Undergraduate courses offer a great deal of exposure to the field. Working in a hospital where biomedical engineers are employed can also provide you with insight into the field, as can interviews with practicing or retired biomedical engineers. Visit the IEEE EMBS Students Web site (http://students.embs.org/) to view videos and access other information about career paths in biomedical engineering. You should also consider joining the Technology Student Association (https://www.tsaweb.org), a membership organization for middle and high school students who want to become engineers, scientists, and technologists.
Using engineering principles to solve medical and health-related problems, the biomedical engineer works closely with life scientists, members of the medical profession, and chemists. Most of the work revolves around the laboratory. There are three interrelated work areas: research, design, and teaching.
Biomedical research is multifaceted and broad in scope. It calls upon engineers to apply their knowledge of mechanical, chemical, and electrical engineering as well as anatomy and physiology in the study of living systems. Using computers, biomedical engineers use their knowledge of graphic and related technologies to develop mathematical models that simulate physiological systems.
In biomedical engineering design, medical instruments and devices are developed. Engineers work on artificial organs, ultrasonic imagery devices, cardiac pacemakers, and surgical lasers, for example. They design and build systems that will update hospital, laboratory, and clinical procedures. They also train health care personnel in the proper use of this new equipment.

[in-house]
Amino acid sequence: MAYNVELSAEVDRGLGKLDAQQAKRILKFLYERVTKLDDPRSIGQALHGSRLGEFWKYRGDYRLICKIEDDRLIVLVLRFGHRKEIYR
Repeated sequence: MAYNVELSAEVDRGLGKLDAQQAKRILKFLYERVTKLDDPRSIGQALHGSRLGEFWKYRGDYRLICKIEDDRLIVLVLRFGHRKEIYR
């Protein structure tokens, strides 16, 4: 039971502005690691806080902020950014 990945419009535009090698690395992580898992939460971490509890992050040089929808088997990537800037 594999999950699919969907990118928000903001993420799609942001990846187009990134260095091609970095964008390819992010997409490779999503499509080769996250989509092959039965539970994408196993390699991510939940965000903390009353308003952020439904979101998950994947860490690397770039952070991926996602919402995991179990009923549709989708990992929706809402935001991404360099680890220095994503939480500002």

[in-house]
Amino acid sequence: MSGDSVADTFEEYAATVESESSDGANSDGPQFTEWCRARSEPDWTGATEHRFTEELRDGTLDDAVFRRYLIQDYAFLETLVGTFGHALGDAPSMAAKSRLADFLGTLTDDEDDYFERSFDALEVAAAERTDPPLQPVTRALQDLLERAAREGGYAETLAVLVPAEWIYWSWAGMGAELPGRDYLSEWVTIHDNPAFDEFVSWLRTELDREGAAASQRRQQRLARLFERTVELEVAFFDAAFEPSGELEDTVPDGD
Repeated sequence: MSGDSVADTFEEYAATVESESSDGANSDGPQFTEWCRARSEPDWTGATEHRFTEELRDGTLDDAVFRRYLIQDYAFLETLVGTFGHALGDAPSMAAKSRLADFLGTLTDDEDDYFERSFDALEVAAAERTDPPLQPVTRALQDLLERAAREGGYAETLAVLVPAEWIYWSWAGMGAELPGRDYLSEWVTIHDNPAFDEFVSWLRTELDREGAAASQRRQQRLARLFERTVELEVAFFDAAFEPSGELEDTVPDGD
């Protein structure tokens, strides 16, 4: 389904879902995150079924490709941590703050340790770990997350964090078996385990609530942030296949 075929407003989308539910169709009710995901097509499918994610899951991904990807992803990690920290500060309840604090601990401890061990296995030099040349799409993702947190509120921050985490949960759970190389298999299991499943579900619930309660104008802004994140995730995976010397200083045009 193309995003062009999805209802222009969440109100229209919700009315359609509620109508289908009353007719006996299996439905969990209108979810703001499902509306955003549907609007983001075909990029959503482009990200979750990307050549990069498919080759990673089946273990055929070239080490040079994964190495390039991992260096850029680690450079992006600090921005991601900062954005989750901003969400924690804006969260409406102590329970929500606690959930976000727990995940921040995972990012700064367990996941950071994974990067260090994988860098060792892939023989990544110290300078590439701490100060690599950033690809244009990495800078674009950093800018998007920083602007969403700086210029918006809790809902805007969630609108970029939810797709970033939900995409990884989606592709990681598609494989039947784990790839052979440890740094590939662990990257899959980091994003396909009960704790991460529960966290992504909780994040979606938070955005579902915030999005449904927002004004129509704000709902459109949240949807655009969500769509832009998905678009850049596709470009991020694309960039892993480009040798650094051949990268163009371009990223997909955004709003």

Biomedical engineering is taught on the university level. Teachers conduct classes, advise students, serve on academic committees, and supervise or conduct research.
Within biomedical engineering, an individual may concentrate on a particular specialty area. Some of the well-established specialties are biomechanics, biomaterials, bioinstrumentation, systems physiology, orthopedic engineering, and rehabilitation engineering. These specialty areas frequently depend on one another. Biomechanics is mechanics applied to biological or medical problems. Examples include the artificial heart, the artificial kidney, and the artificial hip. Biomaterials is the study of the optimal materials with which to construct such devices. Bioinstrumentation is the science of measuring physiological functions. Systems physiology uses engineering strategies, techniques, and tools to gain a comprehensive and integrated understanding of living organisms ranging from bacteria to humans. Biomedical engineers in this specialty examine such things as the biochemistry of metabolism and the control of limb movements. Orthopedic engineering is the application of biomedical engineering to diseases and conditions of the musculoskeletal system. Rehabilitation engineering is a new and growing specialty area of biomedical engineering. Its goal is to expand the capabilities and improve the quality of life for individuals with physical impairments. Rehabilitation engineers often work directly with the disabled person and modify equipment for individual use.